Saturday, February 28, 2009

Visually impaired student from Tampa was picked for Grand Canyon trip

McKenna Murphy will spend two weeks this summer rafting and hiking in the Grand Canyon, studying ecology and Native American culture and restoring a house.

The 14-year-old is one of 10 blind or visually impaired students from the United States and Canada chosen for the "leadership adventure" excursion, offered by Global Explorers, a nonprofit organization that arranges educational and service trips for students.

McKenna was born with a condition called ocular albinism, which makes it hard for her eyes to process bright lights and glare. She cannot see in bright sunlight but sees well enough to read and take notes in a dimmer room. She reads without Braille. She has trouble with overhead projectors, but her eyes can adapt well enough to computer screens for her to work on a computer. She is also colorblind.

None of that, though, does much to slow down the Adams Middle School eighth-grader. McKenna helps her mother make decorative tiles, practices tae kwon do, loves to read, works in her school's media center and hopes to get accepted into the academically intense International Baccalaureate program at Hillsborough High School.

She wants to go to college but isn't sure what she wants to do.

"That's why I try my best in every area," she said. "So I have options."

Her drive to succeed and positive attitude made her a good fit for the Grand Canyon trip, said vision teacher Teresa Martinkovic, who works with McKenna weekly at school.

Martinkovic heard about the Grand Canyon trip and thought it would be perfect for McKenna.

"She's adventurous, and she likes to try new things," Martinkovic said. "She's just a cool kid."

McKenna has participated in other activities for visually impaired students, including two trips to Space Camp at the U.S. Space & Rocket Center in Huntsville, Ala.

The 16-day Grand Canyon Trip in July will be part fun, part leadership training. It's one of two that Global Explorers is organizing as part of its "Leading the Way" program for visually and hearing-impaired students. The other is an April excursion to Costa Rica for deaf and hearing-impaired students.

McKenna's group will spend half its time rafting the Colorado River and hiking trails accessible only from the water. The students will meet scientists who will teach them about the ecosystem and discuss how tourism affects the environment.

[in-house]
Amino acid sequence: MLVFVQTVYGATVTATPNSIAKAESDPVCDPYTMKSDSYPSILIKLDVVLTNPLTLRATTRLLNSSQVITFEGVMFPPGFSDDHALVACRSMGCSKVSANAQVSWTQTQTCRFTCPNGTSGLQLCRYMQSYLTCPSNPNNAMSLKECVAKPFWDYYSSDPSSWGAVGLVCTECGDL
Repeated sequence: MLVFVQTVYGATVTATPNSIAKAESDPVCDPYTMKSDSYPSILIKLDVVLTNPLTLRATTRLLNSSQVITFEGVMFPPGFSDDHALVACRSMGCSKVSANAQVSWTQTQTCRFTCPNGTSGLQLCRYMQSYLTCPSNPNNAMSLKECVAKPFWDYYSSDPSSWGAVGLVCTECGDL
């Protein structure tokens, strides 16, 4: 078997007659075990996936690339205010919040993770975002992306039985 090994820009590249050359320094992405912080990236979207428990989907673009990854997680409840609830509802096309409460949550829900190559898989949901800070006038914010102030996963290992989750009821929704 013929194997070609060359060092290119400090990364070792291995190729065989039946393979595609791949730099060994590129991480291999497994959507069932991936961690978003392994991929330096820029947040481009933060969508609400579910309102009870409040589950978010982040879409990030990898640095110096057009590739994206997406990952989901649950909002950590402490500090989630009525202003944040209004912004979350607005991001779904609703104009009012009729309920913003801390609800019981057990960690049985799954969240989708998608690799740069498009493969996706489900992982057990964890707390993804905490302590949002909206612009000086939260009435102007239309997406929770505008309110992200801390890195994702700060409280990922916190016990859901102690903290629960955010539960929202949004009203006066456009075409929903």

The second half of the trip will focus on service and culture. Students will study Native American history and traditions. They also will join a service project, working on a house, and get guidance on individual projects the students will work on once they get home.

"I think this is going to be a really fun time," McKenna said.

Preparations for the trip have already started.

Each month, the students take part in a conference call so they can get to know one another, learn about the area and what they will be doing there. They also get homework. Meeting the other students has been fun, and they talk online regularly, McKenna said.

In April, they will spend two days in Colorado with Erik Weihenmayer, the first blind climber to scale Mount Everest. He has written two books about his experiences – one of which McKenna read -- and speaks to students about leadership.

The other aspect of the trip is fundraising, which Global Explorers requires as a leadership exercise. McKenna must raise $2,300 for the trip. She and Martinkovic are planning a raffle, where they are offering to clean the winner's house as a prize.

"M&M Housecleaning," Martinkovic said, joking.

McKenna's main project is selling decorative tiles that her mother, Nolia, an artist, makes. Normally $40, the family is selling them for $10 through her parents' e-mail address,

McKenna's mother developed the design -- a tree with high branches and winding roots wrapped around an acorn – and McKenna came up with the message in the middle: "Never underestimate the power inside of you."

Reporter Courtney Cairns Pastor can be reached at (813) 865-1503.


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